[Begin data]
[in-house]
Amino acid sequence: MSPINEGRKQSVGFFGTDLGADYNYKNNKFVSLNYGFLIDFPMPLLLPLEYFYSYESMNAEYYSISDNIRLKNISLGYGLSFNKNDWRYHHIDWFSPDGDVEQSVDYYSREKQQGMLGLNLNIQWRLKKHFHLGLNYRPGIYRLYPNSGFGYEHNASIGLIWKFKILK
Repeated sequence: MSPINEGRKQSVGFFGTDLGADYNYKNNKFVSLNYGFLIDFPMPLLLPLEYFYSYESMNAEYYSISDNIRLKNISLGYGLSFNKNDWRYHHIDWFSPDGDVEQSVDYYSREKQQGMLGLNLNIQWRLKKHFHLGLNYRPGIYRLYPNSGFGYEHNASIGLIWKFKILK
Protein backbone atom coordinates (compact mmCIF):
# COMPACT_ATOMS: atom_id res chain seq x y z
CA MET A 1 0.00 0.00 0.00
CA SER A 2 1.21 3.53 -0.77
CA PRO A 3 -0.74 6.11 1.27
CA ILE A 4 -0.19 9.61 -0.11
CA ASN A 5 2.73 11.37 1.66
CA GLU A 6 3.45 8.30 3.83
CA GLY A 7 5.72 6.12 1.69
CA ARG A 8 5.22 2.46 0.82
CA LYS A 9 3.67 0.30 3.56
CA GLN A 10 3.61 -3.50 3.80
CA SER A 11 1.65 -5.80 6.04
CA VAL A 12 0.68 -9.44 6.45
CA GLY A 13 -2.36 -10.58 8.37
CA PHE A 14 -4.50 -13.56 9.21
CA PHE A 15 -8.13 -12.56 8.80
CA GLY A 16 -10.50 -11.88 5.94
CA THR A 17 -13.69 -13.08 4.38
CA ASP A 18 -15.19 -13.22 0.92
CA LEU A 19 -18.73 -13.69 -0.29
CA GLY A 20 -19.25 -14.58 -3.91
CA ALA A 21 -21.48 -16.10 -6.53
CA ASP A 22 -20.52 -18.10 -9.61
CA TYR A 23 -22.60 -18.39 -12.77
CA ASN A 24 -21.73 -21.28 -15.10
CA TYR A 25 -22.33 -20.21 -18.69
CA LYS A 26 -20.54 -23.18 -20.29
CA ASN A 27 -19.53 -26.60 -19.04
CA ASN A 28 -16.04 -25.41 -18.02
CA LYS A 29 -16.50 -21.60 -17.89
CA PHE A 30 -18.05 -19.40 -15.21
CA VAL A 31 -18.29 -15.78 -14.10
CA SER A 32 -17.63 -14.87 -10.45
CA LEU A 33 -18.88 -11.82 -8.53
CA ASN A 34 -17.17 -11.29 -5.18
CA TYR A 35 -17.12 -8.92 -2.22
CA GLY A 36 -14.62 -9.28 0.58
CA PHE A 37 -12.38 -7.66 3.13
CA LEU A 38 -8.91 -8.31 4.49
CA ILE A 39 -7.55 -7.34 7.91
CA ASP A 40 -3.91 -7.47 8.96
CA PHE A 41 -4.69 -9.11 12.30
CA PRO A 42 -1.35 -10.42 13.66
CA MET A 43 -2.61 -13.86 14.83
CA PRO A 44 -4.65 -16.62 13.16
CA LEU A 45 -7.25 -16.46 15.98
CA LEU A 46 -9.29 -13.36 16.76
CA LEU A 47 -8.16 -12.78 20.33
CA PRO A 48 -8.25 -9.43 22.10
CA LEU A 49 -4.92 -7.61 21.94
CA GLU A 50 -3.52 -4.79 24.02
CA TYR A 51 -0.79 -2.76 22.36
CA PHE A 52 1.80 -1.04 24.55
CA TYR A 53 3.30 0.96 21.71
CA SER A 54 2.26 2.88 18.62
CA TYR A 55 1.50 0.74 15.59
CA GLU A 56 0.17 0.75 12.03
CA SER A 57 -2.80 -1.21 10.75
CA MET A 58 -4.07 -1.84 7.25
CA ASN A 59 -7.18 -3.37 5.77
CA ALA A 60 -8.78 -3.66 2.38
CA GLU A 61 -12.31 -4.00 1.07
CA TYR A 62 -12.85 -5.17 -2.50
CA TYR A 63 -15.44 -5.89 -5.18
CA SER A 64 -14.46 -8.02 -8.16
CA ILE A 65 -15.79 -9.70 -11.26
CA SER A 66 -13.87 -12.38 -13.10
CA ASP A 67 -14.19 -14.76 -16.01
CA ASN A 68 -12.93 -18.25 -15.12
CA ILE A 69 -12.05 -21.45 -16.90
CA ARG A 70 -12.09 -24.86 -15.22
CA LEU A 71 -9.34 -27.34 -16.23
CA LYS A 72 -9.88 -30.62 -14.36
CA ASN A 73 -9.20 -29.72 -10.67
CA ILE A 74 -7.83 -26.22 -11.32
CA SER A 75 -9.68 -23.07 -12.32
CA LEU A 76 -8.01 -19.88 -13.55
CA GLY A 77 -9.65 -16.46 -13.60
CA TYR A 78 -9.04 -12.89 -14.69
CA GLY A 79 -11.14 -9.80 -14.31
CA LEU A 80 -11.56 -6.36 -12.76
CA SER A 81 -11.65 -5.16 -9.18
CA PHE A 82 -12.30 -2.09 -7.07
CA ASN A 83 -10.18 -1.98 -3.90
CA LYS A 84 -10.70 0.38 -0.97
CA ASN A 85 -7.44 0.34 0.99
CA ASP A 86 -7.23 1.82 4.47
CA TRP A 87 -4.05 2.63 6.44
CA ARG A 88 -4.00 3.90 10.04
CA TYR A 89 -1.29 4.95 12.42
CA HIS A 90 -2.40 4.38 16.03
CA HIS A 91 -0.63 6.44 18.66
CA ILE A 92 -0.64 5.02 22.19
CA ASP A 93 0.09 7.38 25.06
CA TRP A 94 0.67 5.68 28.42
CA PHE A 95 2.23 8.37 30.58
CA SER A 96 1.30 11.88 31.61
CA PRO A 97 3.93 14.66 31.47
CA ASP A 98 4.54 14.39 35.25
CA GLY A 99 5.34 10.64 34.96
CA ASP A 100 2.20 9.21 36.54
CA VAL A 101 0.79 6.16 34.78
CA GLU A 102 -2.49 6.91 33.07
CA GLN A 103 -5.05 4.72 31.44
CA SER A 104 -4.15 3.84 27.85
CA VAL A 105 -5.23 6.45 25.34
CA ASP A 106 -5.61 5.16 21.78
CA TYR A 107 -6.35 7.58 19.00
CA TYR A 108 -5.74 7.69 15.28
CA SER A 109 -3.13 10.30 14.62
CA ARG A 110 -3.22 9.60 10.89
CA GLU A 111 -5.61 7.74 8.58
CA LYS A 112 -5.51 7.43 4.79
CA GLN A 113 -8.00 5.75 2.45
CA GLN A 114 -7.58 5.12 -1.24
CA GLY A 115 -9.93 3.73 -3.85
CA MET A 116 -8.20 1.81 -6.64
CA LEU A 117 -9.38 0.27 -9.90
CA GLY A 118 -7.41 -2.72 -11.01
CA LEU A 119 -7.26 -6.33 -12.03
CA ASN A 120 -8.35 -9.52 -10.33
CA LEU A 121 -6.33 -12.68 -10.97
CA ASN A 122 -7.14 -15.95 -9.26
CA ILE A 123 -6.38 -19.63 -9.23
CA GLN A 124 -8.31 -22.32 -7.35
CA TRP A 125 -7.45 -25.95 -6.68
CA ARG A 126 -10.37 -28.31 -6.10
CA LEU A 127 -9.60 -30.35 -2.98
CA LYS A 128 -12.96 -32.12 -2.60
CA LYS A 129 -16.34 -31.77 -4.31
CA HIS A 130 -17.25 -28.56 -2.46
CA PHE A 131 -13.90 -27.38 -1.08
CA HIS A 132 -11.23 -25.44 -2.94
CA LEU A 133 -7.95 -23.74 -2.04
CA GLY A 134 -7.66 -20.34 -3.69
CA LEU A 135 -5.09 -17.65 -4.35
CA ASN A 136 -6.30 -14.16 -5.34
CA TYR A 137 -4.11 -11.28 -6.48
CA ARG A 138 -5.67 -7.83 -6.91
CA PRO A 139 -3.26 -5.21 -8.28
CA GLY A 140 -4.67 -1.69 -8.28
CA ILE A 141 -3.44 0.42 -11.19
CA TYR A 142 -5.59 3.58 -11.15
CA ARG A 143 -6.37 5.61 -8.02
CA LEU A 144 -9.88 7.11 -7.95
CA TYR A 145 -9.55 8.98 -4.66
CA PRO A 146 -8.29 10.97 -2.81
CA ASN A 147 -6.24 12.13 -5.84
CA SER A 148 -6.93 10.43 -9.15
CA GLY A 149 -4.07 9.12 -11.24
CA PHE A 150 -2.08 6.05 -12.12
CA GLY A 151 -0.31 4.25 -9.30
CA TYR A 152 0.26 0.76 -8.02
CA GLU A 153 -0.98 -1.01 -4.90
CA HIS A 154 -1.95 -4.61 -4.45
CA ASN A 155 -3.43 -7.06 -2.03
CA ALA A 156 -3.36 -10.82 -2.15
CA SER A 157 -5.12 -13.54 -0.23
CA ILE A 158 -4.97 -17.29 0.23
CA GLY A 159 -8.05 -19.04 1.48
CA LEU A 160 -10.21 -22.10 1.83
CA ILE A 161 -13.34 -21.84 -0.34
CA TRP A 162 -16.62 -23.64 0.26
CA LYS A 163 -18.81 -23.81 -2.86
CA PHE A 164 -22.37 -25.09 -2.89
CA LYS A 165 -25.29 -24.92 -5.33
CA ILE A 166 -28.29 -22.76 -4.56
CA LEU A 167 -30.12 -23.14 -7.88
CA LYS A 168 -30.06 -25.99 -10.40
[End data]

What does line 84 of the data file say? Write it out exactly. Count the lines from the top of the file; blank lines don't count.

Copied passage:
CA GLY A 79 -11.14 -9.80 -14.31